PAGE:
Social media's super-sticky meta-platform?
On WeChat, social media influencers and living the digital
|Dave Beer||Sep 2, 2020||1|
The end of Q magazine, which published its final issue last month (mentioned in a previous newsletter), is one instance in a long and ongoing shift of focus away from centralised media and toward decentralised social media - at least that is one way of interpreting it. There are others. But 2020 has undoubtedly seen an acceleration in some of those longer trends. I was reminded of it again with the recent news that the government had included social media influencers in its Covid-19 test and trace advertising campaign.
Influencers with large Instagram followers were paid to mention the testing within their posts. It was part of a campaign that included the usual media outlets - TV, radio, newspapers - but that also sought to include direct forms of social media promotion. It seems that rather than trying to use targeted or micro-targeted advertising for this, the government opted instead to follow the type of approach used by lifestyle brands, seeking to associate themselves with certain public figures and put their products in front of a potential audience through inclusion within social media content.
This suggests that those devising the campaign felt that the usual outlets would not enable them to reach a wide-enough audience or, perhaps, the different types of audiences that they wanted to reach. In so doing, there is an implicit acknowledgement that the reach of the national newspapers is diminishing and that individual social media users are able to more effectively amplify messages through their networks. Of course, it’s clear that reduced newspaper sales and viewing figures mean that individual social media users have voices of far greater magnitude than centralised and broadcast media. This government use of social media is just a reflection of that existing media trend.
Perhaps this will be something to follow more closely in future elections, with political parties and politicians avoiding targeted social media advertising and opting instead for influencer endorsements. Seemingly organic reach in social media is always likely to be more effective at spreading messages across networks and at convincing those who encounter that placed content.
I’ve written a piece about WeChat for Information, Communication & Society. It’s a discussion of the recent book Super-Sticky WeChat and Chinese Society by Yujie Chen, Zhifei Mao and Jack Linchuan Qiu. My piece looks at what it means for a social media platform to be sticky and how we might understand the different forces that draw users into them. Here is the opening paragraph:
If the aim is to keep users connected as frequently and for as long as possible, then WeChat could perhaps be understood to be the archetypal social media platform. This is a platform that the user need never really leave. WeChat has all of the properties that a typical social media company might strive for. Its reach stretches out across social networks finding its way into the private and public spaces occupied by its vast networked population. In this regard, one particularly notable achievement is the integration of a social payment system that affords both internet and concrete space transactions. WeChat users experience a heightened version of what William J. Mitchell (2005) once described as an ‘information overlay’. Indeed, the term overlay might feel like an understatement, WeChat is much more integrated and inherent than that might suggest. The question this poses is how this one social media platform has achieved such a density of coverage? What is it about WeChat that makes it so, as the terminology goes, sticky?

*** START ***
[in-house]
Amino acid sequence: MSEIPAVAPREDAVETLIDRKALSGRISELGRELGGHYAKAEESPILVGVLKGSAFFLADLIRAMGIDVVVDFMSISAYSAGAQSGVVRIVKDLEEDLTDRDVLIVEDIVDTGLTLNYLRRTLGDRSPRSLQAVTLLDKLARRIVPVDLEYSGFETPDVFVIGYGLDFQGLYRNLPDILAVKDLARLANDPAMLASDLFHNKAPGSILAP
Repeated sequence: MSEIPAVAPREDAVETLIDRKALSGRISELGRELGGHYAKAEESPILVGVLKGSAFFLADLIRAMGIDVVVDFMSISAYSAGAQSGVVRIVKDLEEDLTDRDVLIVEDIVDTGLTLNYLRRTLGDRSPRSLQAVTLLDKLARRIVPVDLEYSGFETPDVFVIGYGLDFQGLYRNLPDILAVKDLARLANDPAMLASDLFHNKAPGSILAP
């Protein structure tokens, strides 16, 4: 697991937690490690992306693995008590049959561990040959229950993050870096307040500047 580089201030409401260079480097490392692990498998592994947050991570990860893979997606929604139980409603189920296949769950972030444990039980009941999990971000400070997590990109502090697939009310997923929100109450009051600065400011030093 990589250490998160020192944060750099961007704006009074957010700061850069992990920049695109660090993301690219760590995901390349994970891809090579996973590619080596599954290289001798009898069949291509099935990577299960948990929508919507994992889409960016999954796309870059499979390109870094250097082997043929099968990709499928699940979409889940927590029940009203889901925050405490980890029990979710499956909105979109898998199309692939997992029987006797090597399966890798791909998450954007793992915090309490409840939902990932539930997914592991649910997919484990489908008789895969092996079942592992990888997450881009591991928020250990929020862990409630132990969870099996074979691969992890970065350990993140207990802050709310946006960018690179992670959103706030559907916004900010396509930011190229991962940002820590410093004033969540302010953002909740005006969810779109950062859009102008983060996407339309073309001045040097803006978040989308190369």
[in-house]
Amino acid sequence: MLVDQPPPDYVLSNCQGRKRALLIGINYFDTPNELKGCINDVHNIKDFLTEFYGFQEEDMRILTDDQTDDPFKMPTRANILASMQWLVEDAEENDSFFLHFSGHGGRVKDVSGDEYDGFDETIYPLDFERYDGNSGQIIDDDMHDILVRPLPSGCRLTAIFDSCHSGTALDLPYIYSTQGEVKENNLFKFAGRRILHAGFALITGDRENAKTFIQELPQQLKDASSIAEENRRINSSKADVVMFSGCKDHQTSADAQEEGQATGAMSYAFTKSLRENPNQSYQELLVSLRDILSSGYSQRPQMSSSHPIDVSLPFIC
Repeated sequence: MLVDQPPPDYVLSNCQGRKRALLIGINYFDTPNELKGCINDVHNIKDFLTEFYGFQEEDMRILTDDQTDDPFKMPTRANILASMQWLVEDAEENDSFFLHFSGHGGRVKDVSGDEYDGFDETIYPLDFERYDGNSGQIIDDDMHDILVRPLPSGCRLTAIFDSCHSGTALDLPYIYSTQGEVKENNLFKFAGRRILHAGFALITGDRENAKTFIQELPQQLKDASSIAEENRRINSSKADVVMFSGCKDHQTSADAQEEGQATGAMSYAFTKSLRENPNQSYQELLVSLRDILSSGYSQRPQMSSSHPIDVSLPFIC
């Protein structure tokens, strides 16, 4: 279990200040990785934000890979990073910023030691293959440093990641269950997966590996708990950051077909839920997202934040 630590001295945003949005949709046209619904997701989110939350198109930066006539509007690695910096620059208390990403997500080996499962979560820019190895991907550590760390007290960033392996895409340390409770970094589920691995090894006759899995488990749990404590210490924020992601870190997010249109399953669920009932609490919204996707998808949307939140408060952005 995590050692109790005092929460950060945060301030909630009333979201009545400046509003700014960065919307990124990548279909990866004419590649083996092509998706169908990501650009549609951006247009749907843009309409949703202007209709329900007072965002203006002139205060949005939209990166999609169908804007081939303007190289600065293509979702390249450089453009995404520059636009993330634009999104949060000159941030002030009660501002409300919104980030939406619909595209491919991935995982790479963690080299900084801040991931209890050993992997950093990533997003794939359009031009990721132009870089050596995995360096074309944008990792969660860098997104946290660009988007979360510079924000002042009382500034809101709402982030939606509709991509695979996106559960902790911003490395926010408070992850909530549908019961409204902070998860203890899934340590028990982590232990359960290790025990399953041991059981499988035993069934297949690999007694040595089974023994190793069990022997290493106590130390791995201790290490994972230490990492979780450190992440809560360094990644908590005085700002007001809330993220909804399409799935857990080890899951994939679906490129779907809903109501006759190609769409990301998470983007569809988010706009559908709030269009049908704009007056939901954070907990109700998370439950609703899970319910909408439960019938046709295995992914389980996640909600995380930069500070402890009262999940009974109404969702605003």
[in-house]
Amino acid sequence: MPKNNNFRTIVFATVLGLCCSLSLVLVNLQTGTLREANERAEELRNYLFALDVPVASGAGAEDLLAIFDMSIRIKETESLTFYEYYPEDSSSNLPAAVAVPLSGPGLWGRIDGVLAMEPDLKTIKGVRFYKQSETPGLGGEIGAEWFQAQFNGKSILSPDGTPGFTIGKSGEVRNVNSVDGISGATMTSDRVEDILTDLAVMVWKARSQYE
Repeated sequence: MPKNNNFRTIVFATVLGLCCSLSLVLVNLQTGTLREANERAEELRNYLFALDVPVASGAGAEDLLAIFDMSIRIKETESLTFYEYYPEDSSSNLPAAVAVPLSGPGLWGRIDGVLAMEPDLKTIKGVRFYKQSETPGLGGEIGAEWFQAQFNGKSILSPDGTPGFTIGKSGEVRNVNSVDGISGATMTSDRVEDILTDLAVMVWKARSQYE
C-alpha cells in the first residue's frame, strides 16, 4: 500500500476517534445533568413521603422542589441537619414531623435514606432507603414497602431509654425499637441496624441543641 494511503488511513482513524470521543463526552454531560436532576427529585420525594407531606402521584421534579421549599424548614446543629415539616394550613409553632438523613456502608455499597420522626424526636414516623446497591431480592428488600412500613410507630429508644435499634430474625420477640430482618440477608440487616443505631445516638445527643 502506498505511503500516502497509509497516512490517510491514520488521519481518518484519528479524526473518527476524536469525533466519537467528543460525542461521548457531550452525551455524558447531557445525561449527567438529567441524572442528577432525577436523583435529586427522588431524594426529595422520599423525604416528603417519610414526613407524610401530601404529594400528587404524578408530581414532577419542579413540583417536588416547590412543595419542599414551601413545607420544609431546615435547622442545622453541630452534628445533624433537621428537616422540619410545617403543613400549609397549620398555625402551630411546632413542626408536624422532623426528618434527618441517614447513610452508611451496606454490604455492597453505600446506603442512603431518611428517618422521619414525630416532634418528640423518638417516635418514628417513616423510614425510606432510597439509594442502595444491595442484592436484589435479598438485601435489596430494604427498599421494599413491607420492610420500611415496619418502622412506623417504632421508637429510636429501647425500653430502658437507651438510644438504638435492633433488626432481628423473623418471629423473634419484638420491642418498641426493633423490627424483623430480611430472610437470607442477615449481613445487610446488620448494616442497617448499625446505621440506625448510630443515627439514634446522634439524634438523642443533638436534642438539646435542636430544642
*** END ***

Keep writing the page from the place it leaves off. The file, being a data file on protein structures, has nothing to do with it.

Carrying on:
The full article is here (its behind a paywall, if you can't access it feel free to reply to this email and I can send you a PDF).
Three new books on digital living…
I’ve got hold of three new books that generally deal with what it is like to live in digital media. I’m hoping to write more about them, if I get chance. There are quite a few parallels across the three books, as the titles and subtitles suggest. All three take on some of the broad developments and work against the conventional understandings of them.
Digital Life by Tim Markham - this asks if digital media really do undermine notions of politics and ethics.
Slow Computing by Rob Kitchin and Alistair Fraser - this book looks at the acceleration of life through digital media and the politics and possibilities of slowing down.
The Digital Prism by Mikkel Flyverbom - this book explores the politics of visibility, exposure and transparency brought about by digital media
There is a fairly new podcast simply called The Sociology Show. It has interviews with sociologists about their work - and could be a useful resource for students too. It’s also available through the usual podcast outlets.
Over on the Sociological Review website they are now organising content around monthly themes. July’s theme was ‘Music and Sound’, all of the pieces and playlists are gathered together here.